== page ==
• TBA
  • HIST 311  Europe in the Age of the Enlightenment

    Description:
    The main currents of eighteenth century European thought in their historical setting. Attention to social and political factors in cultural development. Topics include the Scientific Revolution and the rise of secularism, the shift from corporative to class society, enlightened despotism, popular culture and the democratization of knowledge, war and the struggle for empire.   More Info

    Offered in:
    • TBA
  • HIST 312  Cities in Early Modern Europe

    Description:
    This course offers a survey of urban life in Europe between 1400 and 1750. The course begins by examining how mercantile culture, religious and ritual life, and political and artistic patronage shaped the urban experience in Florence and Venice. It then proceeds north of the Alps and explores the ways in which German, English, and French urban live influenced and intersected with the development of Protestantism, the wars of religion, the English civil war, and the emergence of absolutism.   More Info

    Offered in:
  • HIST 313  Nineteenth Century Europe

    Description:
    A political, social and cultural history of Europe from 1815 to 1900, including the history of each major European nation.   More Info

    Offered in:
  • HIST 314  Health and Healing in Early Modern Europe

    Description:
    This course explores the ways illness intersected with everyday life in Europe spanning the years 1500-1800. Topics include experiences of childbirth, popular medical texts, witchcraft and magic, plague, religious approaches to healing, and ordinary people's understanding of their bodies. A significant amount of class time will be spent discussing and analyzing primary sources, including diaries, recipes, anatomical texts, casebooks, and literature.   More Info

    Offered in:
    • TBA
  • HIST 315  Europe 1900-1945

    Description:
    Political, social and intellectual history of Europe from 1900 to 1945. Emphasis on the origins of the World Wars, European totalitarianism, the Great Depression and inter-war societies.   More Info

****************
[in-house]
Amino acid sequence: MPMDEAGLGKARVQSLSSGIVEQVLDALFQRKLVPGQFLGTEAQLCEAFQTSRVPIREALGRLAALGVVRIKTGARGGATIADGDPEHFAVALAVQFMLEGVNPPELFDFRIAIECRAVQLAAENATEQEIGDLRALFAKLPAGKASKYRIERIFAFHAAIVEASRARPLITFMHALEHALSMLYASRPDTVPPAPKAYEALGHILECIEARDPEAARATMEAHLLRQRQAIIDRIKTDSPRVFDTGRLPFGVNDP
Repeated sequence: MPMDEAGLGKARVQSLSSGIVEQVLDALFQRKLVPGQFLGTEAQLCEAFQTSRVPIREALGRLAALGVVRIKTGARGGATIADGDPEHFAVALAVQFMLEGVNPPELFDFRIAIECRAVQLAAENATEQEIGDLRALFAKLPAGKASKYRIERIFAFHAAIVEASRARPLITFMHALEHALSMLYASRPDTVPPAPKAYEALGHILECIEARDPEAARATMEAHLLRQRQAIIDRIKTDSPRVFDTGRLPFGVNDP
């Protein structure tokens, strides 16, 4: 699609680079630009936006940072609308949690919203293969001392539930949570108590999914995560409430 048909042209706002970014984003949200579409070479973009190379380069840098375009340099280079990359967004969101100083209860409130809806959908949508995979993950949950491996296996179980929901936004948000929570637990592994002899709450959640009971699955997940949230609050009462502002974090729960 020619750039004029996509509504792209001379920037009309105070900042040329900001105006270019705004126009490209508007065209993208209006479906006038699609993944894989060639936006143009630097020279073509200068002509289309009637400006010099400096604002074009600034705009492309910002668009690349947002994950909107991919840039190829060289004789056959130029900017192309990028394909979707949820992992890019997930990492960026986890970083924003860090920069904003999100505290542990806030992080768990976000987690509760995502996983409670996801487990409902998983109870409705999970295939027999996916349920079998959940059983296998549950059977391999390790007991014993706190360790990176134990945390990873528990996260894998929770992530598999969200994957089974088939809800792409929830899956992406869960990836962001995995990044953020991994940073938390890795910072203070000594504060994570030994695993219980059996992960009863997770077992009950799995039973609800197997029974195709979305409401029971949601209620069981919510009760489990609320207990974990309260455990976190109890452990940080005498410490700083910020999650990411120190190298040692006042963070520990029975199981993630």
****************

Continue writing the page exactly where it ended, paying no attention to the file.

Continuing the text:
Offered in:
    • TBA
  • HIST 316  Europe since 1945

    Description:
    Political, economic, social, and intellectual history of Europe with attention to extra-European influences, from 1945 to the present.   More Info

    Offered in:
  • HIST 318  Advanced Topics in History

    Description:
    Intensive study of selected topics in history. Course content is announced during the advanced registration period. Course material is consistent with other advanced level history courses.   More Info

    Offered in:
    • TBA
  • HIST 319  History of the Mediterranean

    Description:
    The Mediterranean is a "global player" that has made the peoples of Europe, the Middle East, and North Africa participate in a common path since antiquity. The course analyzes the history of the Mediterranean and the extraordinary interactions between multiple and rich cultural, ethnic and religious backgrounds. From the time of the Greek city-states to the Roman Empire, the Italian Renaissance, the Ottoman Empire and the new scenarios of the 20th century, this course will explore the economy, politics, and religion of three continents developing a unique exchange.   More Info

    Offered in:
  • HIST 320  Tudor-Stuart England

    Description:
    An introduction to English history from the high Middle Ages. Emphasis on the political crises of the sixteenth and seventeenth centuries, to 1660. (Course offered in the fall only.)   More Info

    Offered in:
    • TBA
  • HIST 321  England in the Age of Revolution, 1660 to 1850

    Description:
    English history from 1660 to 1850 with emphasis on the transformation of life and institutions in the eighteenth and nineteenth centuries. (Course offered in the spring only.)   More Info

    Offered in:
    • TBA
  • HIST 324  Russia and the Soviet Union: Fromt he 1917 Revolution to Putin

    Description:
    The peasant emancipation from serfdom in 1861 left the overwhelming majority of Russians destitute and disenfranchised. How did the subsequent revolutionary movement that promised social and economic equality transform into such a brutally oppressive system under Stalin? How did the Soviet Union become a world superpower and what were the reasons for its downfall? Through the use of primary documents, this course will attempt to answer these questions and emphasize social history: the ideals, aspirations, and actions of ordinary Soviet citizens.   More Info

    Offered in:
    • TBA
  • HIST 325  European Expansion

    Description:
    The first European empires began to develop after 1492, challenging Europeans to build complicated relationships with outside societies. This era saw the first example of globalization in the "world trade system." Tremendous growth in the circulation of goods and ideas and the affirmation of the modern perception of "East" and "West" all played significant roles in shaping politics, business, society, and the environment in new ways. This course will examine these issues and related changes from the 1400s to the 1800s.   More Info

    Offered in:
    • TBA
  • HIST 326  Hitler, A Man and His Times

    Description:
    A focus on the life and career of Adolph Hitler to elucidate an important period in German and European history. (Course offered in the spring only.)   More Info

    Offered in:
  • HIST 327  Germany since 1945

    Description: